Celebrate Lunar New Year on Long Island
Chinese New Year is on Saturday, February 12th, 2021!
Celebrate the Year of the Ox with great food options and virtual events to enjoy safely at home.
* Virtual Lion Dances - highlighted below
2/6-2/16 - The MET -
Events, discussions and virtual exhibition tours related to Lunar New Year
2/12 - MOCA -
Join Gordon, Li Li, and local author Michele Wong McSween for a special Mandarin lesson featuring all your favorite zodiac animals and more. Michele will teach English and Mandarin words from her bilingual book, Gordon & Li Li Celebrate Chinese New Year
2/13 - The MET -
Celebrate the Year of the Ox, one of the 12 animals of the Chinese zodiac, with virtual performances, interactive activities, and artist-led workshops for all ages.
2/13 - China Institute -
Kick off the Year of the Ox with the virtual edition of China Institute’s signature New Year Celebration for families.The festival opens with a lion dance and puppet performance followed by New Year-themed workshops and activities including dumpling making and lantern painting.
2/14 - Flushing Town Hall -
This free virtual event will feature a feast of Lunar New Year celebrations, including traditional folk dance by the Nai-Ni Chen Dance Company; “Hao Bang Ah, New Year!”, a new Chinese hand puppet performance by Chinese Theatre Works; a paper-cutting demonstration by Hongyi He and Ling Tang; a Chinese comic crosstalk episode; "A Guide of New York Love", by Shuimu Xiangsheng; and, a fish-drawing demonstration by Arthur Liu of the Queens Arts Center. And, for those seeking culinary experiences, tune in to see classic Lunar New Year dishes: sweet and savory rice ball demonstration by Queens Night Market’s Wanda Chiu; a meatball dish called “braised lion head” by Queens Night Market’s Johnson Hu; and, a whole fish demonstration by Glow Community Center.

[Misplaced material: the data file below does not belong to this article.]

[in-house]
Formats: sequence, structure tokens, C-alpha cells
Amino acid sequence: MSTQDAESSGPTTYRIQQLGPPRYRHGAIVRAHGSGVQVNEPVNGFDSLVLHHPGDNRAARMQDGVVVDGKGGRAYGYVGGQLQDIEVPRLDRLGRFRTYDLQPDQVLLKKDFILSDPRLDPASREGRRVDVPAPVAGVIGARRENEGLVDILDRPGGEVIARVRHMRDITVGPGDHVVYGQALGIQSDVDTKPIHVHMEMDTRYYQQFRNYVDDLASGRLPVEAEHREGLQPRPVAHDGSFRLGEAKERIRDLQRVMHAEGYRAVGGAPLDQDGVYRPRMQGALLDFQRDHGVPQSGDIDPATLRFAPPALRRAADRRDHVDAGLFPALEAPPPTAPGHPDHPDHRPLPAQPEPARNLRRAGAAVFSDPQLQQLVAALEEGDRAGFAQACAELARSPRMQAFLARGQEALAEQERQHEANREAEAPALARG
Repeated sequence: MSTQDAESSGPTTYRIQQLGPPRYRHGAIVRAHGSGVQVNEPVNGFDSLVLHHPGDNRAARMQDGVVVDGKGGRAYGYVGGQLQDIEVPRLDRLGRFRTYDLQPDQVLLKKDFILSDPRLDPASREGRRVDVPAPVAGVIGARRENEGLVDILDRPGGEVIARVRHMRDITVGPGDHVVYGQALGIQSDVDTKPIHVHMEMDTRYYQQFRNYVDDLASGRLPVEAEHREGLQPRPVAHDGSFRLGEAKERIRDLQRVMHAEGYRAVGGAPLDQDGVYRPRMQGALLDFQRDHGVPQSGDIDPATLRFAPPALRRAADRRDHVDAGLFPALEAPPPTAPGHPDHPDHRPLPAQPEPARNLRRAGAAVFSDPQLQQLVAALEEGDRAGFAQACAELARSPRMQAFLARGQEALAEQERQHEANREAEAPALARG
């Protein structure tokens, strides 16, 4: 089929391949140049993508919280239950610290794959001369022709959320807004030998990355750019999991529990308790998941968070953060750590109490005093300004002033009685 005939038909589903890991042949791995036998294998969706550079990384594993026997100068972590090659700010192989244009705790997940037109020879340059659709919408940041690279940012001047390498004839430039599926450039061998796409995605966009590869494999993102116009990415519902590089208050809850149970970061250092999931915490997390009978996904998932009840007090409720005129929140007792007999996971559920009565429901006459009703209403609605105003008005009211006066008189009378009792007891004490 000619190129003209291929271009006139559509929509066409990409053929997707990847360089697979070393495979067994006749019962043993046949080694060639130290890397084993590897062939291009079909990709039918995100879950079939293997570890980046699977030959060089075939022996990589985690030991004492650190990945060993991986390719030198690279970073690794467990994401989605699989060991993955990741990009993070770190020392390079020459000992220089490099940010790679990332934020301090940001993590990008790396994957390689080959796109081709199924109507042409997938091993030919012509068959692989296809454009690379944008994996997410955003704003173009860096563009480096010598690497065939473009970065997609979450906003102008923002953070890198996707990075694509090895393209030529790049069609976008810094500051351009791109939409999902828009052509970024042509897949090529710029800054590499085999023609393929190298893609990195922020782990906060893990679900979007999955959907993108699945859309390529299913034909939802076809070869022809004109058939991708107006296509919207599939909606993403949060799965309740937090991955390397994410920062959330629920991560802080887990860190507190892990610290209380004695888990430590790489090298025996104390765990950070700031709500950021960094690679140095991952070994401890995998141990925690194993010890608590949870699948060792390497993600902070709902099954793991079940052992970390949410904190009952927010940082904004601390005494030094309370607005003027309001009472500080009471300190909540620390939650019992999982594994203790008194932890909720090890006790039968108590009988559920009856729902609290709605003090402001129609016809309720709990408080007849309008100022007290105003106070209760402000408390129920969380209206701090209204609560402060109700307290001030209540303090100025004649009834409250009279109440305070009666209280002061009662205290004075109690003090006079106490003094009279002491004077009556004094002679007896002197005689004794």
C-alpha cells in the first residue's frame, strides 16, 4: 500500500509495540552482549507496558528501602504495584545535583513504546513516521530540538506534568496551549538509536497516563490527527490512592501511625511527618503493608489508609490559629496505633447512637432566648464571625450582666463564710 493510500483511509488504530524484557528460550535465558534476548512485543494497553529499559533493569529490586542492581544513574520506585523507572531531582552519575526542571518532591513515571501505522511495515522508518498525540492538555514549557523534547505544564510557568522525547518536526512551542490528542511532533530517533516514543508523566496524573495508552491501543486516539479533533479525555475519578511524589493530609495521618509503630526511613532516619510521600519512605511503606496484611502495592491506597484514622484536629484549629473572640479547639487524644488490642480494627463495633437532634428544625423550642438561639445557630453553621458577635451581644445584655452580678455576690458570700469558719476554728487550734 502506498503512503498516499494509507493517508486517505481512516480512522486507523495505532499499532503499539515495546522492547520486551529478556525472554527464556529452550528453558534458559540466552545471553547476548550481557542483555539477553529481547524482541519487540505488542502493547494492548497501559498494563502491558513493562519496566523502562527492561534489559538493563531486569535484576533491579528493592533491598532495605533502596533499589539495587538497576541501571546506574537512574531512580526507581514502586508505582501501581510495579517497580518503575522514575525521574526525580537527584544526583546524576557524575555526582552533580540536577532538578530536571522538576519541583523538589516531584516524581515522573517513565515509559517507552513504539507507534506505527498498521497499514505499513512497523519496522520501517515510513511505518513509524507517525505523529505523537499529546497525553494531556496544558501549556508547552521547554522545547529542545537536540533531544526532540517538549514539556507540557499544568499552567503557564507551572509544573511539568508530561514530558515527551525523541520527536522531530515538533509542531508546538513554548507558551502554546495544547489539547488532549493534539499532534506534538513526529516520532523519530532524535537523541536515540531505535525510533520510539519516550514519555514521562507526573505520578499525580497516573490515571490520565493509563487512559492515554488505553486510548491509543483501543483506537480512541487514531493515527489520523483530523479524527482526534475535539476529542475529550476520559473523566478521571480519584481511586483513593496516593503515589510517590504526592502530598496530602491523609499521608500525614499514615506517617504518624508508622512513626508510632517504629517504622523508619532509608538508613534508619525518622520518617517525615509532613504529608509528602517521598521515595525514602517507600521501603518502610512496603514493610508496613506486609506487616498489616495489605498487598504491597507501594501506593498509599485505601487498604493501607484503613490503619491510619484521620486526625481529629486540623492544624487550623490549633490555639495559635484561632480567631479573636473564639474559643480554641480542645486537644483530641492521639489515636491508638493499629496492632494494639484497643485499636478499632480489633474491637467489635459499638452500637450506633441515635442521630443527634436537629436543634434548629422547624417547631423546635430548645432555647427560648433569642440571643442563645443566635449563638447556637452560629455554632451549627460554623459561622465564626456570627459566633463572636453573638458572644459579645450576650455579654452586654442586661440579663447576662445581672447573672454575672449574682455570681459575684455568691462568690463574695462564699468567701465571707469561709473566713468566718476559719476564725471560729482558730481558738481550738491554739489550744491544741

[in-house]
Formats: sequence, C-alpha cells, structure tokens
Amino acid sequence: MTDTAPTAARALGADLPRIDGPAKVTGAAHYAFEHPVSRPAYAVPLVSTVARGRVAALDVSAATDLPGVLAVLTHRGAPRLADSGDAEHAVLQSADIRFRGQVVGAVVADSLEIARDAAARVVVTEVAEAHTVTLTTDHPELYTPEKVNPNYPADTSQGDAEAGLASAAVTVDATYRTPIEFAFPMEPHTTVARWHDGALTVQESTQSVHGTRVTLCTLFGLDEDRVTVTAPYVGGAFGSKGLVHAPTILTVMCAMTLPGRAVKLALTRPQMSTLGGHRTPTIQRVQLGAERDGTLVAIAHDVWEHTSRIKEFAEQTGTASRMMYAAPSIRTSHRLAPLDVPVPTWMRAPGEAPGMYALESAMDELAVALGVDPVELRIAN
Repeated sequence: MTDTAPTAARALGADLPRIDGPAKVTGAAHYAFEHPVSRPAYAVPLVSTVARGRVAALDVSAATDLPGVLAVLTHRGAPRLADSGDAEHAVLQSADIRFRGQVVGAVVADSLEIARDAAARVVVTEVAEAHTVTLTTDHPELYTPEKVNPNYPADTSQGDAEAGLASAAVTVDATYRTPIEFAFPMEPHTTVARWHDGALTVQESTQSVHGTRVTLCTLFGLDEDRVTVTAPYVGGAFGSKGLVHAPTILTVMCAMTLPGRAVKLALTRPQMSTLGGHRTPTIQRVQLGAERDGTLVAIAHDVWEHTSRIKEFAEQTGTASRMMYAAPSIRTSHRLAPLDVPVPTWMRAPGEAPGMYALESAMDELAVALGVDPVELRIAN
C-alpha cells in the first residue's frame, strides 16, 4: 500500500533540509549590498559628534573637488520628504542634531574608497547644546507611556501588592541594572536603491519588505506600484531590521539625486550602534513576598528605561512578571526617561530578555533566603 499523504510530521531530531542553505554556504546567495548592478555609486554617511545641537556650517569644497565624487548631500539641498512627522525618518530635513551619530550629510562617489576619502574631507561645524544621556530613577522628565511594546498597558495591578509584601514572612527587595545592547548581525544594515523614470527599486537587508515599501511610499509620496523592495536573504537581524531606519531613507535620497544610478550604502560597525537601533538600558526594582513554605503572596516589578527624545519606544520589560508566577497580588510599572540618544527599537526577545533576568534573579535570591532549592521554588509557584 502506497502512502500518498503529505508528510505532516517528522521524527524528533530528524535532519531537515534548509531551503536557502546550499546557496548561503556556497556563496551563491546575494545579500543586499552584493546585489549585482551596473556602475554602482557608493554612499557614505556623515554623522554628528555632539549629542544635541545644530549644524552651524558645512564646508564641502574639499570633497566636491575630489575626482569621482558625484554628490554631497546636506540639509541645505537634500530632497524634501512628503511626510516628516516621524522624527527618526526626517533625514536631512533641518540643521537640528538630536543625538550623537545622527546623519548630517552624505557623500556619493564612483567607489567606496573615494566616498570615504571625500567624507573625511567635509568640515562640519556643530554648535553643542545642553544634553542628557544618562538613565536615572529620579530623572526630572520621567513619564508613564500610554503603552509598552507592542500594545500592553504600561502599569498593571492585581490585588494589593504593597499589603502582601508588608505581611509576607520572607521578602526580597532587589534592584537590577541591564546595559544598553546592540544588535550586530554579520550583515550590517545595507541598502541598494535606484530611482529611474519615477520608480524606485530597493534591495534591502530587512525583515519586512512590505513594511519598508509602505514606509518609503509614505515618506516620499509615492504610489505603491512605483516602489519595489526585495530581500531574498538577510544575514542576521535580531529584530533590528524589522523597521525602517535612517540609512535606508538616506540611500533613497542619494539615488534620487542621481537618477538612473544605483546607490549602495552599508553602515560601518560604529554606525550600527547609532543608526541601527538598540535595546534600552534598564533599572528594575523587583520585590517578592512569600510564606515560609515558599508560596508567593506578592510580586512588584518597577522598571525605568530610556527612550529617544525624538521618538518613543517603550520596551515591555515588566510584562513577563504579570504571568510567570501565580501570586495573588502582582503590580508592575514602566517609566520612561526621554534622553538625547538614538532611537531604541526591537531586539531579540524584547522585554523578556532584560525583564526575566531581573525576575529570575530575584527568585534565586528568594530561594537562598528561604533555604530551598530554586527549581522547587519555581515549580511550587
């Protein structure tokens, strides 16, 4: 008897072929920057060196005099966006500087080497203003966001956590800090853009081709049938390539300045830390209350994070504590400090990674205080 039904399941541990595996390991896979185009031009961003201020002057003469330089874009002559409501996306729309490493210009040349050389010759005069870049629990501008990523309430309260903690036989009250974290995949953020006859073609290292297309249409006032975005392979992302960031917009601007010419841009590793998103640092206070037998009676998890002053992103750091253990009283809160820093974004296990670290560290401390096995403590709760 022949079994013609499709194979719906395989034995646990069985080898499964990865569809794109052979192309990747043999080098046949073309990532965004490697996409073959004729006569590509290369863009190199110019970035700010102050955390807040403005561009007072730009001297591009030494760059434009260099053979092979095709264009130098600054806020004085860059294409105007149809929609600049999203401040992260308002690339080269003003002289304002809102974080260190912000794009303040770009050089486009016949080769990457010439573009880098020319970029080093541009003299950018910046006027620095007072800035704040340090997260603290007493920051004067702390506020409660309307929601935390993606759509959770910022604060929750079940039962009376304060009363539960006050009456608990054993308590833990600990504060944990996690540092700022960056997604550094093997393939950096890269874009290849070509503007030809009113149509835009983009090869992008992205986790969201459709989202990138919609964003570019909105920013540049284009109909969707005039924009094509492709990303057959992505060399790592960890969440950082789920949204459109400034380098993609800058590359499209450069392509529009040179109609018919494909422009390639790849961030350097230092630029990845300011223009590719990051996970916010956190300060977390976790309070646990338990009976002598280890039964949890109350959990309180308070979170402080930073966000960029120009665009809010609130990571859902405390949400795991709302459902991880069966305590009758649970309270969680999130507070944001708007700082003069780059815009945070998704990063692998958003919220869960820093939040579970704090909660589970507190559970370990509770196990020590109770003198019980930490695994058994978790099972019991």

2/15 - MOCA -
Sing along to No-No Boy’s “Cup of Noodles,” a song about preparing for the new year and practicing lion dance! Then, summon a year of good luck by watching a dazzling Southern lion dance performed by the United East Athletic Association
2/16 - MOCA -
Noodles have a long history in many cultures, but the world’s oldest noodles were found in China, over 4,000 years ago! Watch and learn from expert noodle puller Peter Looi as he demonstrates the art of pulling long life noodles, an especially auspicious New Year’s tradition.
2/16 - New York Philharmonic -
Join their festive virtual program of Asian and Western music. There will be surprise guests and past Lunar New Year concert highlights featuring the likes of Maestro Long Yu and superstar pianist Lang Lang, collaborations with Shanghai Orchestra Academy students and Shanghai Symphony Orchestra musicians, and more.
2/17 - MOCA -
Join Ms. Yan for an introduction to the sweet art of sugar painting, a delicious traditional Chinese folk art popular amongst street artists in northern China.
2/17 - MOCA -
Join Mei, Olivia the Ox, and author Oliver Chin for an exciting tale from the Chinese zodiac.
2/19 - MOCA -
Join MOCA educator Nicole for a thrilling retelling of the Legend of Nian. Then, follow along with MOCA educator Taylor as you learn how transform ordinary household items into festive rattle drums that you can use to scare away the Nian monster until next year.
Chinese New Year food can be of great significance. Lucky food is served during the 16 day festival but especially on Chinese New Year dinner on New Year's Eve which is believed to bring about good fortune and luck for the coming year.
Here are some lucky foods and some of their symbolism:
1. Dumplings- fillings have various meaning- (stay away from ones with sauerkraut)
2. Spring Rolls- wealth
3. Good Fortune Fruit- Fullness - some fruits include tangerines and oranges
4. Noodles- longevity
Order some take out...